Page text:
Even as Guyana’s top advisors and legal team on Sunday already “mapped out the broad options” to take the border controversy with Venezuela to the International Court of Justice (ICJ), Foreign Affairs Minister Carl Greenidge insisted that that Spanish-speaking nation would have to respect the decision by that United Nations (UN) judicial body.
Although Venezuela is an original signatory to the ICJ, that country has not made declarations recognizing it as having compulsory jurisdiction. The rules also provide for Venezuela to accept the court in its original jurisdiction to settle a particular dispute and accept the decision as binding.
In its advisory capacity, the UN Secretary General can ask the ICJ for an advisory opinion that will not be binding but carry great legal weight, moral authority and regarded as an instrument of preventive diplomacy and peace-keeping.
In that regard, the Guyanese Foreign Minister was confident that the ICJ would find that the 1899 Arbitral Tribunal Award remains a full, final and perfect settlement of the land boundary between Guyana and Venezuela.
“An advisory opinion will say this Treaty is still in existence; nothing has come to displace it. That is fine,” he said. After having accepted the boundary line and was involved in its demarcation, Venezuela in 1962 revived the claim on the basis of a letter by a junior lawyer to the tribunal that had theorised collusion between the Russian and American members of the Tribunal.
Even if Venezuela maintains that the Essequibo Region is hers after the ICJ’s ruling, the Foreign Minister said the Court’s decision would be quite comforting to investors, among others, because the western neighbour is obliged to respect international and international treaties such as the 1899 Arbitral Tribunal Award.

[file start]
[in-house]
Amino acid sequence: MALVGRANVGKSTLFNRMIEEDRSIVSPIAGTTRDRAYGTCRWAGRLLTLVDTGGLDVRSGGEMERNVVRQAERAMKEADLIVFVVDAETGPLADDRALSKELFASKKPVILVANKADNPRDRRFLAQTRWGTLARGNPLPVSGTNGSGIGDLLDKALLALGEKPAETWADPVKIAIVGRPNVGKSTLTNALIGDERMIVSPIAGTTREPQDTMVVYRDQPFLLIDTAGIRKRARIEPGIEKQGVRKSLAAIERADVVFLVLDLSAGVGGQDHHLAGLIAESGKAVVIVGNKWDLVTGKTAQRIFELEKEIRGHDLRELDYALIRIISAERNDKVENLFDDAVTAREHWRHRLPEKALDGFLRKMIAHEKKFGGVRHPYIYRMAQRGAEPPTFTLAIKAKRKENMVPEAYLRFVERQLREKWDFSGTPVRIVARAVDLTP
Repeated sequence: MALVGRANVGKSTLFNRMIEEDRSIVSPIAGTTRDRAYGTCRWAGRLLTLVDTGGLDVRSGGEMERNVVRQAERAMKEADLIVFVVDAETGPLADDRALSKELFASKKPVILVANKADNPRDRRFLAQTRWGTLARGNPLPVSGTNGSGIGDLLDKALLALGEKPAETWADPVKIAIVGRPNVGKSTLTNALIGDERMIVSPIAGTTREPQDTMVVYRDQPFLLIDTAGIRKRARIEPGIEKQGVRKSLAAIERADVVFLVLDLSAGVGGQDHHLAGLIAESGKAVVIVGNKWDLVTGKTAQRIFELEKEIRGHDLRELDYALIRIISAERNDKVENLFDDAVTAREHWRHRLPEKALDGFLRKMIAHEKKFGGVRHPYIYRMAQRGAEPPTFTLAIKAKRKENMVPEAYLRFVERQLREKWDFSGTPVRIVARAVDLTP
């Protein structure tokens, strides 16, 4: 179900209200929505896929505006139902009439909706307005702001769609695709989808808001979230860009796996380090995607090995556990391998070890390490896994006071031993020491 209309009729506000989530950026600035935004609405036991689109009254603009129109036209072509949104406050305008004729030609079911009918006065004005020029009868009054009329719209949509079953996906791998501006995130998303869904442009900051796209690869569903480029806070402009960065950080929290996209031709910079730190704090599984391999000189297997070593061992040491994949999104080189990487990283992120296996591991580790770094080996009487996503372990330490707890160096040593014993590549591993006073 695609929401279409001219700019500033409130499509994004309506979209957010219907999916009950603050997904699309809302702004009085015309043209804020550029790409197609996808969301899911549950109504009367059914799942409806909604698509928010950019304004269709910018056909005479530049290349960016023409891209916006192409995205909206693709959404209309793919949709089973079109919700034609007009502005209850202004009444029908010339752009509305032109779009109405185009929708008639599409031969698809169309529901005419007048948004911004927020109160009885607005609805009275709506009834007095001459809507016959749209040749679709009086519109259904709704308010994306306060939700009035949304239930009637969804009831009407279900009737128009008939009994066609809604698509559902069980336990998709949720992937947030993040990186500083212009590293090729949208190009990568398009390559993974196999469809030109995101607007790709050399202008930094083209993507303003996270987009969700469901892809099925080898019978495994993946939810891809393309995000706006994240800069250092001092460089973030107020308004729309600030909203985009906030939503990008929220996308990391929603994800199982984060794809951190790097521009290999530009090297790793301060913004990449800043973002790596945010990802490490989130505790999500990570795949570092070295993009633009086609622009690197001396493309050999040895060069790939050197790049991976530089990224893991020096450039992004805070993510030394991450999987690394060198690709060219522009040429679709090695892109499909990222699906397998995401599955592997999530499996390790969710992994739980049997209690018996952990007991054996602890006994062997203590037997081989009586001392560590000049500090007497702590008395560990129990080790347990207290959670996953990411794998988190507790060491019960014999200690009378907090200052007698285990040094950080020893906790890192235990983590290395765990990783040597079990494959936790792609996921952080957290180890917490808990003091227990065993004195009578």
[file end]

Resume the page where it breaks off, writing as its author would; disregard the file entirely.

“It is very comforting because it is not for a country to decide unilaterally what are its obligations and the world’s obligations. You are in a community. You are not an island as a country. You can say whatever you like but you cannot pronounce on the law which is an international one; in other words the law that we are making reference to is internationally fashioned; it is not a Venezuelan law or a Guyanese law.
It’s an international treaty and you are obliged under the UN framework itself to honour treaty obligations and to honour the international law so once there is a pronouncement as to the standing of a treaty and, this in particular, we are fine. That is very comforting,” he said.
The Foreign Ministry’s advisors and lawyers met all day Sunday and identified issues that require immediate attention and others on which Cabinet has to provide policy guidance. A report emerging out of that meeting is this week expected to be presented to Cabinet for decisions to be made on the legal team, timing, and how to approach the ICJ after further consultation with the UN Secretary General.
He said Guyana would consider the UN Secretary General’s offer to establish a Good Offices process, alongside the ICJ hearing, as distinct from the Good Officer’s process that had been ongoing for the past 51 years without any progress.
The APNU+AFC coalition-led administration has supported a decision taken by the last People’s Progressive Party Civic-led administration that the controversy over the 1899 Arbitral Tribunal Award should be settled at the ICJ.